Havana’s Urban Agriculture: Productive Land-scapes within a City’s Crumbling Infrastructure

Feb 12, 2014

The goal of this paper is to share Havana’s innovative urban agricultural interventions: food provisioning solutions that have been tested over the last twenty-five years and could be reproduced in other political and climatic zones.

Almost a dozen distinct types of urban farming approaches are visible in Havana, Cuba; these forms are a direct response to the 1989 food crisis and reflect the flexible modes of self-provisioning that followed. These farm types also expose the context, constraints, and cultural norms unique to Havana’s urban environment, revealing changing attitudes towards urbanism in Havana’s capital city. At the same time, this urban agriculture system can be distilled into a readable organizational taxonomy; a kit of parts approach to food production that could well translate to other parts of the world.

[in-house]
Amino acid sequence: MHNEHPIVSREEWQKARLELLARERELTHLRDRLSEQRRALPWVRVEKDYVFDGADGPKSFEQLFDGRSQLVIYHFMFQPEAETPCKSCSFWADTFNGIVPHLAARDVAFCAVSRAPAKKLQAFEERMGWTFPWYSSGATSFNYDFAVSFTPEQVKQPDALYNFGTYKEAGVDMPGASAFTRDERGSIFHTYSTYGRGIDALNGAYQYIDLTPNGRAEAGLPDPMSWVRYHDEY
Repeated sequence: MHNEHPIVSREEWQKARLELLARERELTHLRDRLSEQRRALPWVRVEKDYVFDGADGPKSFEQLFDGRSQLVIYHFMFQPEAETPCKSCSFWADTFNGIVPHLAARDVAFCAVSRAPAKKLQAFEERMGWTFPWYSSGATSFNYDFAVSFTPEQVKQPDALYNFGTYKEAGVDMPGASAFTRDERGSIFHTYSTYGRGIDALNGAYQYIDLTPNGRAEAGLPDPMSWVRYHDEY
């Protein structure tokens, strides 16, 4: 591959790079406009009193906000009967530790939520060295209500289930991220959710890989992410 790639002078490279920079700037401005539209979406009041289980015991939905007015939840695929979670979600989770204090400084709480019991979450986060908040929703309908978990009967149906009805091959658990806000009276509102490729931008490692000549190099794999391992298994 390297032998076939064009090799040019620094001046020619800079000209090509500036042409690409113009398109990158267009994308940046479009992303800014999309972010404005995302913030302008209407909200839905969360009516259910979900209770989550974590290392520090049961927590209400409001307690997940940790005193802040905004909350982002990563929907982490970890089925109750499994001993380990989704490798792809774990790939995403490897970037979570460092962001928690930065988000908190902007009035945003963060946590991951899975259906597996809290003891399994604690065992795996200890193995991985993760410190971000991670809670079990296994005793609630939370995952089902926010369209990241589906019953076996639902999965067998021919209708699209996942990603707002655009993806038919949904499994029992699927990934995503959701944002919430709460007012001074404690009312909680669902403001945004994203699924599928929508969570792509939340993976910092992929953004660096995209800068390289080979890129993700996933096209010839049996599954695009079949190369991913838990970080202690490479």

keywords: Havana, Cuba, urban agriculture, post-oil, food security

Carey Clouse (UMass Amherst)
Presented at: 
ARCC/EAAE 2014 International Conference on Architectural Research (Honolulu, HI)
Published & professionally reviewed by: 
Architectural Research Centers Consortium (ARCC)
University of Hawaii at Manoa

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